"I like players who can move it both ways," said Bann. "Sergio hits
it right to left, left to right, hits it a long way and hits a lot
Baker-Finch was fulsome in his praise of McIlroy's technique, and
had no doubt that the Northern Irishman was more consistent with his
driver than Woods ever was.
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"Rory doesn't have to go back to a stinger three-iron often," said the
Australian, who won the 1991 British Open at Royal Birkdale. "Even when
Tiger was at his best and winning all the time, he went back to that
stinger two-iron when he had to.
"Rory has got tremendous hip turn and matched up with that beautiful
turn is unbelievable leg drive. If you look at pictures of Rory at the
end of his follow-through, he's fully extended from his right toe to his
right hand, whereas most other guys fold.
"He uses every fiber of his body to generate speed and he doesn't look
off-balance like Bubba."
Nevertheless, Baker-Finch believes his compatriot Scott is the best
driver when it comes to consistency.
"Adam, day-in and day-out and maybe for a decade will be one of the top
two three drivers in the world," he said.
"On his bad days he's going to be able to hit fairways, whereas Rory
gets wild at times. Adam is never wild because his technique is so
A glance at McIlroy's scores this year would appear to back that up.
McIlroy has carded several high scores, including a 78 in the second
round at the Scottish Open in July.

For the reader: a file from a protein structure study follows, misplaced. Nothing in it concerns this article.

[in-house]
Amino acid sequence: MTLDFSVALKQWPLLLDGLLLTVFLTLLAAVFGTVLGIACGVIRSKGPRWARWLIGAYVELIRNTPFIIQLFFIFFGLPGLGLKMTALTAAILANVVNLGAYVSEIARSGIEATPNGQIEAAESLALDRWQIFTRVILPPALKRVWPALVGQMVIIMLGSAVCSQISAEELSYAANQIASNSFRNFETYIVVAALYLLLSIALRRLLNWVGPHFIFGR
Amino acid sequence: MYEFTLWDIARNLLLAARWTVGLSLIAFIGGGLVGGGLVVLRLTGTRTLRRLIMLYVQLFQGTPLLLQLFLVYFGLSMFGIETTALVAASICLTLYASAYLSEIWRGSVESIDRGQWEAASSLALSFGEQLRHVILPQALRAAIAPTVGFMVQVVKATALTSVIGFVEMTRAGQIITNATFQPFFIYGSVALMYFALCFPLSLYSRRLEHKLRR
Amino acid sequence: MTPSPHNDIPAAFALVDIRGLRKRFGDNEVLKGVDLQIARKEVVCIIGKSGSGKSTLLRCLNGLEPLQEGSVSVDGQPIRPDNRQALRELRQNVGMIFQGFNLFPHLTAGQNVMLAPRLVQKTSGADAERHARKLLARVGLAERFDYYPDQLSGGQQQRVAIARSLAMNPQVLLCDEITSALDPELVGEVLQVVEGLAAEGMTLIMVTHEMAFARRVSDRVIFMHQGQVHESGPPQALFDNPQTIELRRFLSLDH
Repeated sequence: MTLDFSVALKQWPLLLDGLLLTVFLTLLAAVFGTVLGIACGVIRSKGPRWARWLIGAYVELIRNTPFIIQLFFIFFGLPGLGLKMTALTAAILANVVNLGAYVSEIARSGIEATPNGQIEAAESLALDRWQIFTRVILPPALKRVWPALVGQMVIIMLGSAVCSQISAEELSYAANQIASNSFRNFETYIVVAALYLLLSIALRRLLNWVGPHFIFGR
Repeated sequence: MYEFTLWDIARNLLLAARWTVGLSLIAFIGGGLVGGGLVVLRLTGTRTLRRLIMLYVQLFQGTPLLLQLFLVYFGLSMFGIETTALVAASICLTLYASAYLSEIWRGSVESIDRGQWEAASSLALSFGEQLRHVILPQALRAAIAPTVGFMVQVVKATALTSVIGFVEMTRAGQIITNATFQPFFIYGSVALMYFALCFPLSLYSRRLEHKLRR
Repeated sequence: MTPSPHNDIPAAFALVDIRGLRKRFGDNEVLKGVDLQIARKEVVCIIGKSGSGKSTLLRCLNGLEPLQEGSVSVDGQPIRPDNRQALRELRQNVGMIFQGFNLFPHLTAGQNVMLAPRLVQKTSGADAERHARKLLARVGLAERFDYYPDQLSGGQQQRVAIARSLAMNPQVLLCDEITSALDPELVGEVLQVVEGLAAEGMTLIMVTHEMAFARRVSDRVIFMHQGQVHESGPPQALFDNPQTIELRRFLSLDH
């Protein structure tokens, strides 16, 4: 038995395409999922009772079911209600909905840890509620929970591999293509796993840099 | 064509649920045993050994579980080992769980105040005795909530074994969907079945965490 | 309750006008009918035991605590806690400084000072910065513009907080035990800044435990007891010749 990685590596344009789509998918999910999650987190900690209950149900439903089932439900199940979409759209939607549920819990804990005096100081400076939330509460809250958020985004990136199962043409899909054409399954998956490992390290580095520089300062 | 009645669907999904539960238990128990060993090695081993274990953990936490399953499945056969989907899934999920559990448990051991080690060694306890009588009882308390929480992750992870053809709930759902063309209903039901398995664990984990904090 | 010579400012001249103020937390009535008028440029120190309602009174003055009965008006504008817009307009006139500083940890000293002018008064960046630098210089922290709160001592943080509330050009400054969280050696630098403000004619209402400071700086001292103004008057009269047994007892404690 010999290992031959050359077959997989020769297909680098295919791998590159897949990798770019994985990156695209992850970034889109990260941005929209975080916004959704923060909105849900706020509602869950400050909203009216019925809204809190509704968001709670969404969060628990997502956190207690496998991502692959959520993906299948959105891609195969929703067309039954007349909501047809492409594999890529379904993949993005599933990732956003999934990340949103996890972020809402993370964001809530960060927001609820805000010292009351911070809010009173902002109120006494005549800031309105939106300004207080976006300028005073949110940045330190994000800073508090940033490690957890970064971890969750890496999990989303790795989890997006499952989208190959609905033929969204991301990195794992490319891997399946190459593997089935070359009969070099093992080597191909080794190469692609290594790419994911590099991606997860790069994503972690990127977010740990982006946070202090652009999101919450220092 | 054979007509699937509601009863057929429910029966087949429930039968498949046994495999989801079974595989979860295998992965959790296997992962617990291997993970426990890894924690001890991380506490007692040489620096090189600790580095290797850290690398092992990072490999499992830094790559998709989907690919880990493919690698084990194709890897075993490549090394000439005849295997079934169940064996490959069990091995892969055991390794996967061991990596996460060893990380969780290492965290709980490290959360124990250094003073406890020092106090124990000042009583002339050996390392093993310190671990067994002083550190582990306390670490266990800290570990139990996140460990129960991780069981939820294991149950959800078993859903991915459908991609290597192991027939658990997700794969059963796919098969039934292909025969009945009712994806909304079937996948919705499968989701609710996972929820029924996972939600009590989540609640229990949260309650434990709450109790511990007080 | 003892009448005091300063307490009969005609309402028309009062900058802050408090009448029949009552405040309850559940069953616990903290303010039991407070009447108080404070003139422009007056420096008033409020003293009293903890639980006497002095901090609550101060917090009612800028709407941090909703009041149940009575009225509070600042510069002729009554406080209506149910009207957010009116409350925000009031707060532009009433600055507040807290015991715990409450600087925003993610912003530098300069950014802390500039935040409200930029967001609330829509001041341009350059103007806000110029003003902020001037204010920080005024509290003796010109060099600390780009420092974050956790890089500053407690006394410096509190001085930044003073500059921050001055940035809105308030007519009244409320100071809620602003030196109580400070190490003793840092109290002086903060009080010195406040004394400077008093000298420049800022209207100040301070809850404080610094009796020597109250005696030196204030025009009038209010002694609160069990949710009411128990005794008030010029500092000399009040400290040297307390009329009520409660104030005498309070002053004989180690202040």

Casey, who played in the following group that day at Royal Aberdeen,
observed that McIlroy continued to play aggressively, even when his
round was unravelling.
"His attitude didn't change. He didn't panic, still took out the driver
and still smashed it," Casey said.
"He's the best player in the world at using the ground to create power,"
explained Casey, before citing the example of how a high jumper uses
pressure pushing into the ground to create energy to spring upwards.
American David Toms, the 2001 PGA Championship winner, observed that
McIlroy turns extremely long par-fours into potential birdie holes.
"Most guys who create that much speed are all over the place with their
footwork but he looks very balanced," Toms said.
Of course, being a great driver does not necessarily translate into
greatness, but as Toms acknowledged, being long and straight is a huge
advantage for a player if he is also competent in the other facets of
The past 10 majors have been won by long hitters, and that is probably
not a coincidence.
The last major winner who was a medium-length driver of the ball was
American Webb Simpson at the 2012 U.S. Open but the dominance by power
hitters is certainly not a recent phenomenon.
As Baker-Finch observed, many of the great players of previous decades
were also among the longest drivers of their era. Arnold Palmer, Jack
Nicklaus, Norman, Mickelson and Woods spring to mind.
Short hitters such as Corey Pavin and fellow American Toms may pop up
occasionally and win a major, but the odds are stacked against them.
"The best players now, and all of the major winners, seem to be the
longest (hitters)," Baker-Finch said.
(Editing by Mark Lamport-Stokes)